Class Recap: How to Build a FormAssembly Form for Salesforce

There’s always something new to learn about FormAssembly. That’s why we hold free web-based classes on a variety of different topics to help you get more out of your FormAssembly account. Today we’re going to recap a great class held a few weeks ago by Mike Karlin from our support team. This class covers how to build a form for Salesforce as well as more detail about configuring FormAssembly to send values to Salesforce checkboxes and picklists.
If you missed the class, here’s a recap of what we covered and step-by-step instructions on creating your forms to improve their integration with your Salesforce instance.
When first setting out to create a form for Salesforce, it’s important to think about your goals. Think about the types of data you’re collecting, what types of fields you’re collecting data from in your form, and where that data needs to be sent in Salesforce. Knowing what kind of information you need to send helps you decide what fields you use. For instance, if you want to allow any type of answer a text field would be a fine choice. If you have predefined terms or phrases that you want to appear in Salesforce, a better choice would be a single-select or multi-select option where respondents select from a controlled list of answers.
So what kind of data can you send to Salesforce? Here’s just a sample of the FormAssembly fields that you can use:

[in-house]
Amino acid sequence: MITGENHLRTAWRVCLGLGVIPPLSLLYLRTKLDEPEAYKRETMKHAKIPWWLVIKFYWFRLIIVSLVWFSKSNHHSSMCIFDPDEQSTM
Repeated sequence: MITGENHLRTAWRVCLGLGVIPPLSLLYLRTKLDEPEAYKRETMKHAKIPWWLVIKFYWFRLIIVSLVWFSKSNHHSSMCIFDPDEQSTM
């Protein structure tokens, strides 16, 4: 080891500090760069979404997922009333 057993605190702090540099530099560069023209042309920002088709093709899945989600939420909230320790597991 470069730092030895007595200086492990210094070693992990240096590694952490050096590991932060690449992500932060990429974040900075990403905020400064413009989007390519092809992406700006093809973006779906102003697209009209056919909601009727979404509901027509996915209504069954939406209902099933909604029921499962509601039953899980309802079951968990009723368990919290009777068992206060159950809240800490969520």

• Text fields
  • Radio Buttons
  • Dropdown menus
  • Lists
  • Checkboxes
  • Upload fields
  • Password fields

In the instructions below we’re going to show you how to create a form that sends data from some of these field types over to Salesforce. You can use this knowledge to set up your own Salesforce connections.

Building a Simple FormAssembly Form for Salesforce

We’ll start out with a fairly straightforward form that uses a number of different text fields so you can see what’s involved with connecting each field to the right location in Salesforce. As you can see below, we have text fields, checkboxes, radio buttons, a drop-down menu, and a list. We have documentation on these elements that you can browse if you need a refresher in creating and setting-up these kinds of fields.
Now let’s look at the Salesforce side for a moment. Below you’ll see that we have objects set up to receive data from the fields in our FormAssembly form. We’ve labeled them consistently so you can see which data will be sent to which field in Salesforce.
Connector configuration is where it all comes together. The actions you do within the Salesforce connector page will link your form to Salesforce and ensure that information flows smoothly from FormAssembly and ends up in the right Salesforce location.